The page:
• tag.leaves is scoped to all leaf nodes in self_and_descendants.
  • tag.depth returns the depth, or "generation", for this node in the tree. A root node will have a value of 0.
  • tag.parent returns the node's immediate parent. Root nodes will return nil.
  • tag.parent_of?(node) returns true if current node is parent of another one
  • tag.children is a has_many of immediate children (just those nodes whose parent is the current node).
  • tag.child_ids is an array of the IDs of the children.
  • tag.child_of?(node) returns true if current node is child of another one
  • tag.ancestors is a ordered scope of [ parent, grandparent, great grandparent, … ]. Note that the size of this array will always equal tag.depth.
  • tag.ancestor_ids is an array of the IDs of the ancestors.
  • tag.ancestor_of?(node) returns true if current node is ancestor of another one
  • tag.self_and_ancestors returns a scope containing self, parent, grandparent, great grandparent, etc.
  • tag.self_and_ancestors_ids returns IDs containing self, parent, grandparent, great grandparent, etc.
  • tag.siblings returns a scope containing all nodes with the same parent as tag, excluding self.
  • tag.sibling_ids returns an array of the IDs of the siblings.
  • tag.self_and_siblings returns a scope containing all nodes with the same parent as tag, including self.
  • tag.descendants returns a scope of all children, childrens' children, etc., excluding self ordered by depth.
  • tag.descendant_ids returns an array of the IDs of the descendants.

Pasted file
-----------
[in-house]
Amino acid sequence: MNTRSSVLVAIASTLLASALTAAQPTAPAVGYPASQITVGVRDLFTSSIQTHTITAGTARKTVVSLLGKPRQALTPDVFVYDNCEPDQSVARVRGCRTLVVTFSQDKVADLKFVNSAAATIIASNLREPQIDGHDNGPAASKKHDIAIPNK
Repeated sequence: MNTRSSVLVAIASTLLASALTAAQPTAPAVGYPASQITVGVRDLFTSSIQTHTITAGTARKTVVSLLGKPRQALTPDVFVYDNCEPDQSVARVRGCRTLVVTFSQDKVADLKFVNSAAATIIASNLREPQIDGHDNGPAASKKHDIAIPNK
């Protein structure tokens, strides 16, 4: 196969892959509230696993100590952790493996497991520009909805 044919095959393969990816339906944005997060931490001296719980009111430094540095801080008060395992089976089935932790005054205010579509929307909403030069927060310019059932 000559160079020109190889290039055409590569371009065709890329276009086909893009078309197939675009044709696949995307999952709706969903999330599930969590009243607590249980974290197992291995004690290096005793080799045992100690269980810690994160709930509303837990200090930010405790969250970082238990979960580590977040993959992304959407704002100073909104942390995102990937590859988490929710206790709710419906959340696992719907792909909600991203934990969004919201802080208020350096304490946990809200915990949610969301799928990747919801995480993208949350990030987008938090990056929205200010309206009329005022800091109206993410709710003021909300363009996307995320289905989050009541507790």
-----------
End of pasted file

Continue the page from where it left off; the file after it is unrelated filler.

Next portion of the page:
• tag.descendant_of?(node) returns true if current node is descendant of another one
  • tag.self_and_descendants returns a scope of self, all children, childrens' children, etc., ordered by depth.
  • tag.self_and_descendant_ids returns IDs of self, all children, childrens' children, etc., ordered by depth.
  • tag.family_of? returns true if current node and another one have a same root.
  • tag.hash_tree returns an ordered, nested hash that can be depth-limited.
  • tag.find_by_path(path) returns the node whose name path from tag is path. See (#find_or_create_by_path).
  • tag.find_or_create_by_path(path) returns the node whose name path from tag is path, and will create the node if it doesn't exist already.See (#find_or_create_by_path).
  • tag.find_all_by_generation(generation_level) returns the descendant nodes who are generation_level away from tag.
    • tag.find_all_by_generation(0).to_a == [tag]
    • tag.find_all_by_generation(1) == tag.children
    • tag.find_all_by_generation(2) will return the tag's grandchildren, and so on.
  • tag.destroy will destroy a node and do something to its children, which is determined by the :dependent option passed to has_closure_tree.

Polymorphic hierarchies with STI

Polymorphic models using single table inheritance (STI) are supported:

  1. Create a db migration that adds a String type column to your model
  2. Subclass the model class. You only need to add has_closure_tree to your base class:
class Tag < ActiveRecord::Base
class WhenTag < Tag ; end
class WhereTag < Tag ; end
class WhatTag < Tag ; end

Note that if you call rebuild! on any of the subclasses, the complete Tag hierarchy will be emptied, thus taking the hiearchies of all other subclasses with it (issue #275). However, only the hierarchies for the class rebuild! was called on will be rebuilt, leaving the other subclasses without hierarchy entries.

You can work around that by overloading the rebuild! class method in all your STI subclasses and call the super classes rebuild! method:

class WhatTag < Tag
  def self.rebuild!

This way, the complete hierarchy including all subclasses will be rebuilt.

Deterministic ordering

By default, children will be ordered by your database engine, which may not be what you want.

If you want to order children alphabetically, and your model has a name column, you'd do this:

class Tag < ActiveRecord::Base
  has_closure_tree order: 'name'